At my grandmother's funeral yesterday there were few familiar faces. I recognized my mother's sisters and one much older cousin, but the rest of the guests were, although family, strangers to me. I met cousins I didn't know existed, and reintroduced myself to a cousin who used to tease me without mercy during our rare family reunions. At lunch after the burial we sat laughing about our failing memories and political differences, and exchanged our chili-making secrets.
My parents raised my sisters and I as Catholics and my mother's family is overwhelming Baptist, so I remember well the summer reunion when a dessert commonly associated with Minnesota Lutherans appeared on the pot luck picnic tables amid 3-bean salads, hot dog buns, and Shasta pop. Anyone who lives in Minnesota understands the legacy of Lutheran food, and that Strawberry Pretzel Jell-O Salad sealed my reverence for Church Basement cuisine.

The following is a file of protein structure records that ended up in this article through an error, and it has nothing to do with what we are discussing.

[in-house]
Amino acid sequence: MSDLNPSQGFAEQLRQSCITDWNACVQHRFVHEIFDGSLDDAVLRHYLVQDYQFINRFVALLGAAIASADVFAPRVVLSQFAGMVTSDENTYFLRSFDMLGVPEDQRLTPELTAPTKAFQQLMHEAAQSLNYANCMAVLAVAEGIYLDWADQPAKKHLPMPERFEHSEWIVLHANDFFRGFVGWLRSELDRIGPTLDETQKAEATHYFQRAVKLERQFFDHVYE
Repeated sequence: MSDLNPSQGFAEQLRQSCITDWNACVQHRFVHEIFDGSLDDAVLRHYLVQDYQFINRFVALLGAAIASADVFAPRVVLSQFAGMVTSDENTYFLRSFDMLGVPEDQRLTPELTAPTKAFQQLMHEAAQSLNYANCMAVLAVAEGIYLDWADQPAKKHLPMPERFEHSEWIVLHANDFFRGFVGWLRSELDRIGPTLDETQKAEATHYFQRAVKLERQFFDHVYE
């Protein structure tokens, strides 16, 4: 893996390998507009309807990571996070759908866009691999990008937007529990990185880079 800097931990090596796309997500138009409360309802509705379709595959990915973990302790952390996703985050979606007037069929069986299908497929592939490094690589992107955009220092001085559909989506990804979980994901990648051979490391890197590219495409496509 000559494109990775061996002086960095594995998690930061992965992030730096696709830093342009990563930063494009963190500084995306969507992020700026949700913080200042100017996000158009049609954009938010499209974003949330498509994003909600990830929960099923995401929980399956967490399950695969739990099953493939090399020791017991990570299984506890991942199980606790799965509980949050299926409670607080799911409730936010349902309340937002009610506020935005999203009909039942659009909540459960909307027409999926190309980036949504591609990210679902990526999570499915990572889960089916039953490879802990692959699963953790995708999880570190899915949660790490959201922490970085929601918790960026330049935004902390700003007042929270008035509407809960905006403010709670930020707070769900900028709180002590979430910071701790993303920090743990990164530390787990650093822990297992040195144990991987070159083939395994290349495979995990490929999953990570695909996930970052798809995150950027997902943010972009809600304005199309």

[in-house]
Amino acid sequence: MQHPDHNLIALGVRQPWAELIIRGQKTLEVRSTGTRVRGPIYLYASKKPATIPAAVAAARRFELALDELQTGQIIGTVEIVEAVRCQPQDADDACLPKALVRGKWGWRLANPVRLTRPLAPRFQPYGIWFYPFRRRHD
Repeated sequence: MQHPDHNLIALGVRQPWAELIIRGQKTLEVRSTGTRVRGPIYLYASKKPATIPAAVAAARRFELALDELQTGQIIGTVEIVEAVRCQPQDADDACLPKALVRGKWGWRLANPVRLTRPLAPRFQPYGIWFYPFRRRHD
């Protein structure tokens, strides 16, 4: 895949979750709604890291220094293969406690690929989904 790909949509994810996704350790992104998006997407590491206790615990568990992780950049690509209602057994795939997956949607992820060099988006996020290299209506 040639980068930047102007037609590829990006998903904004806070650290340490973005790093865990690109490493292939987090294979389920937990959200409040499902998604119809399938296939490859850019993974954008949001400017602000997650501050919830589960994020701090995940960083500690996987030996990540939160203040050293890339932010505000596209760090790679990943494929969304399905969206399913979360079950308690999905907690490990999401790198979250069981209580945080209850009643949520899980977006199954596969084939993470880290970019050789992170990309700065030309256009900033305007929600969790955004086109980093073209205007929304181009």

This reverence was lost on my stranger-family. When I mentioned that introduction to Lutheran food they heard mockery in my statement rather than respect. I promised to bring the Jell-O Salad when we meet again, and I'm convinced that the experience will demonstrate to them the value of this cookery. The beauty of this recipe is that the presence of strawberries defines the dish as salad.
STRAWBERRY PRETZEL JELL-O SALAD
2 c. crushed pretzel sticks
3/4 c. melted butter
3 tbsp. sugar
8 oz. cream cheese, room temp
1 c. sugar
8 oz. whipped cream (most recipes call for Cool Whip)
1 6 oz. package strawberry Jell-O
2 c. boiling water
2 1/2 cups fresh picked strawberries, sliced (most recipes call for 2 x 10 ounce packages frozen)
Mix first three ingredients and press in bottom of a 9"x13" pan. Bake at 350 degrees (metal pan) or 325 degrees (glass pan) 8 minutes. Let cool completely. Beat 1 cup sugar and cream cheese. Fold in whipped cream. Spread over pretzels. Mix Jello and water until dissolved. Add strawberries. Stir into Jello, then set aside for 10 minutes. Pour over cheese mixture. Chill. Cut into bars.